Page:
From 11:00PM PDT on Friday, July 1 until 5:00AM PDT on Saturday, July 2, the Shmoop engineering elves will be making tweaks and improvements to the site. That means Shmoop will be unavailable for use during that time. Thanks for your patience!
"The author at his master's command, informs him of the state of England. The causes of war among the princes of Europe. The author begins to explain the English constitution.
Gulliver tells the Master Horse about some recent English history: the Glorious Revolution in 1689 and the War of the Spanish Succession from 1701 to 1714.
(The Glorious Revolution took place when the Protestant English Parliament decided that it did not want a hereditary monarchy of Catholics to rule the country – then-king James II and VII was a Catholic. So, Parliament decided that it had the power to appoint kings, and invited Dutch Protestant leader William of Orange to become William III of England. James II and VII fled to France and became the center of the Jacobite movement. The Glorious Revolution ushered in the reign of William and Mary, from 1689 to 1702 (source).
(The War of the Spanish Succession – oh God, this is complicated. Okay, so basically, there are four major European powers in competition at this point, the Spanish, the English, the French, and the Austrians. They are competing not only in Europe, but also for control of their colonial properties in the Americas.
King Charles II of Spain is growing old and has no children, so everyone's just waiting to see who's going to control the lands Spain has conquered.
England and France form an alliance against Leopold I of the Austrian Empire, but then France strikes out on its own and everything gets even less stable.
Finally, after plenty of expensive warfare, the upshot for England is that France signs over several of its territories in Eastern Canada, Britain gets commercial privileges in Spanish colonies in America, and the French promise not to support any of the exiled members of deposed king James II and VII's family (source).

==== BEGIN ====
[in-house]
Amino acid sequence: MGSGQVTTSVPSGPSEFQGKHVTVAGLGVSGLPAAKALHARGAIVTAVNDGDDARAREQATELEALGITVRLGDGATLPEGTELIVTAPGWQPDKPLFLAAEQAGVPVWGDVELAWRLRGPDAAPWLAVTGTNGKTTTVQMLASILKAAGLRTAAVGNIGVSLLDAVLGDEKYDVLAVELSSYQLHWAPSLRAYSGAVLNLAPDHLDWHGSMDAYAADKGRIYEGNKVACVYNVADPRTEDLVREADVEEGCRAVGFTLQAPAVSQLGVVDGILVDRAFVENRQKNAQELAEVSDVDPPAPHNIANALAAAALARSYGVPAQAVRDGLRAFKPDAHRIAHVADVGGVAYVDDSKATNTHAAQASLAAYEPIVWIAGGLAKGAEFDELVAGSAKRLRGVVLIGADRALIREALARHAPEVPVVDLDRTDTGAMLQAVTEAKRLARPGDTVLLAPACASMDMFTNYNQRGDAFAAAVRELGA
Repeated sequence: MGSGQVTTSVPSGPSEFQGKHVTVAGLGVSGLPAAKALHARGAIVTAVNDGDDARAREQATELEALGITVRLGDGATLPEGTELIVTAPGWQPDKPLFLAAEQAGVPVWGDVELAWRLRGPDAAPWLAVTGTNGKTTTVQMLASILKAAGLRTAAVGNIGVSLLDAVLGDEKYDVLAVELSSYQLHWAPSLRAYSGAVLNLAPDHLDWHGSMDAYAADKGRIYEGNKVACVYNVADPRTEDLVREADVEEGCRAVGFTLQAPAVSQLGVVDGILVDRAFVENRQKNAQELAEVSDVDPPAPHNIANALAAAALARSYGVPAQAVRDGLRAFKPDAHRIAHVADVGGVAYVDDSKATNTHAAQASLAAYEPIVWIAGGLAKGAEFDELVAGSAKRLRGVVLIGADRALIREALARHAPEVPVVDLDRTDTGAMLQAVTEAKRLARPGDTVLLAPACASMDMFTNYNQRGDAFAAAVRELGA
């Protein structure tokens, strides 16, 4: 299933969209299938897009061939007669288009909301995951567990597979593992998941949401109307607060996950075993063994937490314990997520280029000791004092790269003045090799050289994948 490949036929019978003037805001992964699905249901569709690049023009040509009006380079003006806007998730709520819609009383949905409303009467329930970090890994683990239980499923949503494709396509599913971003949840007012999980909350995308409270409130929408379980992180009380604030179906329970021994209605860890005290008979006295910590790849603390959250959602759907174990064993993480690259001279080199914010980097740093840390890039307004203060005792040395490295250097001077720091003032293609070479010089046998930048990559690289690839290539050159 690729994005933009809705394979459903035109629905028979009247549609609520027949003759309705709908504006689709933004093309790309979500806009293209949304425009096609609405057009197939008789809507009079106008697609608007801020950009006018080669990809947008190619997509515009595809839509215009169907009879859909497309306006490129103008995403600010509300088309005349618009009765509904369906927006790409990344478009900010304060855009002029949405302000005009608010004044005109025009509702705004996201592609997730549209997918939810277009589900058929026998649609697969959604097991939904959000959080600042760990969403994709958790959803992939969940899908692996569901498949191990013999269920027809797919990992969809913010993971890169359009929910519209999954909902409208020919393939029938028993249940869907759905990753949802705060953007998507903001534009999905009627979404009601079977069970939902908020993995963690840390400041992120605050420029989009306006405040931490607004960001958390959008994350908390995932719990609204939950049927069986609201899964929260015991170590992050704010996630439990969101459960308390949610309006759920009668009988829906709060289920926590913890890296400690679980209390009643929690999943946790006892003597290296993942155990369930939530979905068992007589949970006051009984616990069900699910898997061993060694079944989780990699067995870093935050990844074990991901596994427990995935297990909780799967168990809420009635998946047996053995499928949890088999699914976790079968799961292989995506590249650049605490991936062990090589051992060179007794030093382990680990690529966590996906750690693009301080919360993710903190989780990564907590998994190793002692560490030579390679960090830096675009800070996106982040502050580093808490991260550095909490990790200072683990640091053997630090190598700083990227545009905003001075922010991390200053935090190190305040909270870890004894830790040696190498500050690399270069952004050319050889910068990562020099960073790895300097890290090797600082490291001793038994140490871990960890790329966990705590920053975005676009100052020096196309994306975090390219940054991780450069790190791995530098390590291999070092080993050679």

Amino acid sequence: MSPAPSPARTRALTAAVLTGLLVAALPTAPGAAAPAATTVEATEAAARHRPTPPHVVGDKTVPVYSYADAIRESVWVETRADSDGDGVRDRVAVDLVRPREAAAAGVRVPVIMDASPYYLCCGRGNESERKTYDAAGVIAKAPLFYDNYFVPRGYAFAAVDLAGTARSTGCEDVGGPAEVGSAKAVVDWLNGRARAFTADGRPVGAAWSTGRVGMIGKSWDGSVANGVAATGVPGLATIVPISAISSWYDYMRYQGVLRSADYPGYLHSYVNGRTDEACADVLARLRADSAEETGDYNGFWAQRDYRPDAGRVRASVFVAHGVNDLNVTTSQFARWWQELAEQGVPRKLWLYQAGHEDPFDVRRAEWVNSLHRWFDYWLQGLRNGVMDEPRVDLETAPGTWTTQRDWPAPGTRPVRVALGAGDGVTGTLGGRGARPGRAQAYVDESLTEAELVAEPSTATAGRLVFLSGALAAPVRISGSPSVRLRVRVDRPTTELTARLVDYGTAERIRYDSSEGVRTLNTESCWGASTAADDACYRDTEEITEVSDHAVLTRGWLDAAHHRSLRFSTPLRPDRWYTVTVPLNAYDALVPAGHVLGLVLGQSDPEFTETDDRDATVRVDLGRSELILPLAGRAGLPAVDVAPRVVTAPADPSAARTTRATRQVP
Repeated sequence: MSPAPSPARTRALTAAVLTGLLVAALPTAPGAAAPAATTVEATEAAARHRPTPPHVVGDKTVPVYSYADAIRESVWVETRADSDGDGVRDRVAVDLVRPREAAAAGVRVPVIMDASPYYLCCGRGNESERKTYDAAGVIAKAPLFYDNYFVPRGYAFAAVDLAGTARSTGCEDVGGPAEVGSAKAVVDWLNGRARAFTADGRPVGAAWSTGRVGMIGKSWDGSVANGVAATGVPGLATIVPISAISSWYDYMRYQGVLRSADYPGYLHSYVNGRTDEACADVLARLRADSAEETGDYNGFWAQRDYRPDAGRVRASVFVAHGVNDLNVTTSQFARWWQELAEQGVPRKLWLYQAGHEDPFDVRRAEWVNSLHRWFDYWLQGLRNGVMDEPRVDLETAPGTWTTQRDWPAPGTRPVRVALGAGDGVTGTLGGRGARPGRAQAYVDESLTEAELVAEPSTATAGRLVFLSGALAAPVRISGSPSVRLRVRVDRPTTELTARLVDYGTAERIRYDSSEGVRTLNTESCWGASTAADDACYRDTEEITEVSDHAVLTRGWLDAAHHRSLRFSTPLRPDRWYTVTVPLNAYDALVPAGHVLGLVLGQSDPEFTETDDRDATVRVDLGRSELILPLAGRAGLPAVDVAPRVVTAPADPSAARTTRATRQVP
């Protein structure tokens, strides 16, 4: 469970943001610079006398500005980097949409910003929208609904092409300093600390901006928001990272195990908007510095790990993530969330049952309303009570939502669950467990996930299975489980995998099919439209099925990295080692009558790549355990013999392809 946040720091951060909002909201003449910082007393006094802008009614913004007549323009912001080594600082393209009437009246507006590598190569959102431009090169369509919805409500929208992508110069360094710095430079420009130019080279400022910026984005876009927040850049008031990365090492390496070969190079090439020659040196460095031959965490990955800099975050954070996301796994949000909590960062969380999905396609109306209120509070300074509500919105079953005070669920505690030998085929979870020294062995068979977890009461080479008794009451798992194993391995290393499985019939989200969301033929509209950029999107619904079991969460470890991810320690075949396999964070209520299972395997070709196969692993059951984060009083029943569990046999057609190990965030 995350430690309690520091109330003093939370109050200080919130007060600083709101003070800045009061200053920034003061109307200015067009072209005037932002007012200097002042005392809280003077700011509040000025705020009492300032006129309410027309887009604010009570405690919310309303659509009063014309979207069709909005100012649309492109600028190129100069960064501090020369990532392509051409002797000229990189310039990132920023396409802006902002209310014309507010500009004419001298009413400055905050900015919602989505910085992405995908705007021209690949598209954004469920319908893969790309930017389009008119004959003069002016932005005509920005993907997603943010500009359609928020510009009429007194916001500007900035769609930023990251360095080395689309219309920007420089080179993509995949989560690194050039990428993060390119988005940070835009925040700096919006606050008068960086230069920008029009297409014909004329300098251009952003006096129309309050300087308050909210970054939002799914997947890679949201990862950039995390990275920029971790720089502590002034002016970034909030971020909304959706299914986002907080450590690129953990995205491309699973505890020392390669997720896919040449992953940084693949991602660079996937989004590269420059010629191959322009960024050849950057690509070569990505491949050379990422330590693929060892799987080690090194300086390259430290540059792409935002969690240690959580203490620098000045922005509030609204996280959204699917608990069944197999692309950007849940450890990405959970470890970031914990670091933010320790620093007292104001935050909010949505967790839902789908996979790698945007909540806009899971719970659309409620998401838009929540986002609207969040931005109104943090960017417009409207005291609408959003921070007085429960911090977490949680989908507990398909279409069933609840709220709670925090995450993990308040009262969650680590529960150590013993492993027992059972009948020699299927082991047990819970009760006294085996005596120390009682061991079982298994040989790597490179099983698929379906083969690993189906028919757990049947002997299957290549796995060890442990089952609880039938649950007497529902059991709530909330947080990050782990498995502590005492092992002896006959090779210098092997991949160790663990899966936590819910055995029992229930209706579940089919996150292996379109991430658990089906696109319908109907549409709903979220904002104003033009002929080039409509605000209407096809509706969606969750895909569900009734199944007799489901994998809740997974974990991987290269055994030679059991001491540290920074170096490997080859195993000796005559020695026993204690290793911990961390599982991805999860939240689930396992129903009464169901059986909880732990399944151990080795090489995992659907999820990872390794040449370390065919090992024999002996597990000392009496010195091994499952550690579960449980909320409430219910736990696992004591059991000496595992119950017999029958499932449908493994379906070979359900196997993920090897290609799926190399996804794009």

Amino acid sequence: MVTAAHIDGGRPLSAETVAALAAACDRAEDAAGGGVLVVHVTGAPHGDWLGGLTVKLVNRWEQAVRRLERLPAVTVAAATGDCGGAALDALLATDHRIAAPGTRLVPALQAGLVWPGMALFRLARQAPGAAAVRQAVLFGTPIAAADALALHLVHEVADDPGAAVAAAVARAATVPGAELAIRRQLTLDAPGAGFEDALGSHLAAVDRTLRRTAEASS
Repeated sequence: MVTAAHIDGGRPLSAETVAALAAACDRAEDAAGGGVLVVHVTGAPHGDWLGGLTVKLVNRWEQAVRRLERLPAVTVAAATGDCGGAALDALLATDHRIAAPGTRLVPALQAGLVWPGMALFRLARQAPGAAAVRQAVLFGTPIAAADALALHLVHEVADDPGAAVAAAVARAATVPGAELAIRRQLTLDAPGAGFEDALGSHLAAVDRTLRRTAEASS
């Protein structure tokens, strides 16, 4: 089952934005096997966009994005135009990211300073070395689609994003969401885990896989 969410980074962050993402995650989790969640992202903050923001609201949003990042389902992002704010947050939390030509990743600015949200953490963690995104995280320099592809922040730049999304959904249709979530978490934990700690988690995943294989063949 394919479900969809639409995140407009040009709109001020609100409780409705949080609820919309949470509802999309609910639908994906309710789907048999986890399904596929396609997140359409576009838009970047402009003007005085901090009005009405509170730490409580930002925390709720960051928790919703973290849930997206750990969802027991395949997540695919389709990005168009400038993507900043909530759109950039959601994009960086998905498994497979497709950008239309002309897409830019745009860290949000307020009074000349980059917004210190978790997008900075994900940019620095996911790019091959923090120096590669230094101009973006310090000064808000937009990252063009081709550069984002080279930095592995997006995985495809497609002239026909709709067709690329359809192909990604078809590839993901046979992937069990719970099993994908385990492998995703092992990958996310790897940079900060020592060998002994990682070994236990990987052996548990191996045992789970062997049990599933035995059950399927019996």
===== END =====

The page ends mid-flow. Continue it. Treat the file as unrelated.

The Master Horse wants to know why humans go to war. Gulliver answers: (1) ambition to conquer, (2) corruption of the government, (3) differences of opinion. Wars over opinions are the worst kind.
Here, the Master Horse says something really quite tragic: he tells Gulliver that, with all of this warlike nature, it's lucky that humans can't do too much damage to each other because their mouths aren't designed for easy biting.
Gulliver explains weapons and the damage that humans can do to each other.
The Master Horse stops Gulliver here, and says that he can't hear any more about war because it's too disturbing. Gulliver's tales have only made him hate Yahoos more and more.
The Master Horse thinks we don't have reason or rationality at all – we have some other thing that allows us to practice our bad qualities as much as possible.
The Master Horse is confused about law: how can laws be bad? How can laws ruin men, when they are designed to save them?
Gulliver explains about lawyers, who, he says, are trained from babyhood to defend anything, especially lies, so they have no sense of justice.
What's more, judges often prefer to agree with what appears obviously untrue, so people with right on their side may only win if they pretend that right is wrong.
Gulliver talks about precedent: anything that has been done before may legally be done again.
Lawyers like to split hairs and talk about irrelevant details to distract from the simple facts of all their cases.
They have their own private way of speaking, which excludes ordinary people from either understanding or making laws.
People in power can decide to convict others accused of crimes against the state because they have influence over the judges.
The Master Horse comments that it's a shame that they spend so much time training lawyers to be lawyers and not teaching them to be knowledgeable and wise.